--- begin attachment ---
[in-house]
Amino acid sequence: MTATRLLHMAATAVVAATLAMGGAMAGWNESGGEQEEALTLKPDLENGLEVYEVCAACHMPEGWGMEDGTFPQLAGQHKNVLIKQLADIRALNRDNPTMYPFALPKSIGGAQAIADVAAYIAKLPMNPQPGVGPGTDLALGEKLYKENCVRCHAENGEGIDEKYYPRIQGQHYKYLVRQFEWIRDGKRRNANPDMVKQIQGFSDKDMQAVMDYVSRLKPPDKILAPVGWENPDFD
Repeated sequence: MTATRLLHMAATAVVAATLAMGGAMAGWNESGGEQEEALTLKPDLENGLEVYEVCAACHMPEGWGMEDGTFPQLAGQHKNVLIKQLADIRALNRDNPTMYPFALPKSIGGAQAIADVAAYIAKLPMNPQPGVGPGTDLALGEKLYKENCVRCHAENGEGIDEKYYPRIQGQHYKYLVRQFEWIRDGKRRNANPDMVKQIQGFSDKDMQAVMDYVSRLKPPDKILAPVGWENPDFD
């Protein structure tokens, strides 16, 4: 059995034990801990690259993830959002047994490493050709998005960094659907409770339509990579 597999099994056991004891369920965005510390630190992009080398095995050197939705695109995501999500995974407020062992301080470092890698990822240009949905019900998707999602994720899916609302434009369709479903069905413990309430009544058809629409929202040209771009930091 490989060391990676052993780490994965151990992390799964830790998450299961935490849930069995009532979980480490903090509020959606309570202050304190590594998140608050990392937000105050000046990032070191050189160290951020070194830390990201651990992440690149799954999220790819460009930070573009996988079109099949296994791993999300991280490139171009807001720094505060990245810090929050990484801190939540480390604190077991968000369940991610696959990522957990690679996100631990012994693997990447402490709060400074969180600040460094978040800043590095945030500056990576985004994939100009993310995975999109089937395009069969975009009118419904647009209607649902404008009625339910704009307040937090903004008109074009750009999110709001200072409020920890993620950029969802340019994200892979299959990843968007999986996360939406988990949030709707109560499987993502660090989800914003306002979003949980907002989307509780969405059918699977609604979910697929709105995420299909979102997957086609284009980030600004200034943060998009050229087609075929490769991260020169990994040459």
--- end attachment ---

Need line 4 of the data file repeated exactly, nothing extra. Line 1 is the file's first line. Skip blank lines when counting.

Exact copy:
């Protein structure tokens, strides 16, 4: 059995034990801990690259993830959002047994490493050709998005960094659907409770339509990579 597999099994056991004891369920965005510390630190992009080398095995050197939705695109995501999500995974407020062992301080470092890698990822240009949905019900998707999602994720899916609302434009369709479903069905413990309430009544058809629409929202040209771009930091 490989060391990676052993780490994965151990992390799964830790998450299961935490849930069995009532979980480490903090509020959606309570202050304190590594998140608050990392937000105050000046990032070191050189160290951020070194830390990201651990992440690149799954999220790819460009930070573009996988079109099949296994791993999300991280490139171009807001720094505060990245810090929050990484801190939540480390604190077991968000369940991610696959990522957990690679996100631990012994693997990447402490709060400074969180600040460094978040800043590095945030500056990576985004994939100009993310995975999109089937395009069969975009009118419904647009209607649902404008009625339910704009307040937090903004008109074009750009999110709001200072409020920890993620950029969802340019994200892979299959990843968007999986996360939406988990949030709707109560499987993502660090989800914003306002979003949980907002989307509780969405059918699977609604979910697929709105995420299909979102997957086609284009980030600004200034943060998009050229087609075929490769991260020169990994040459």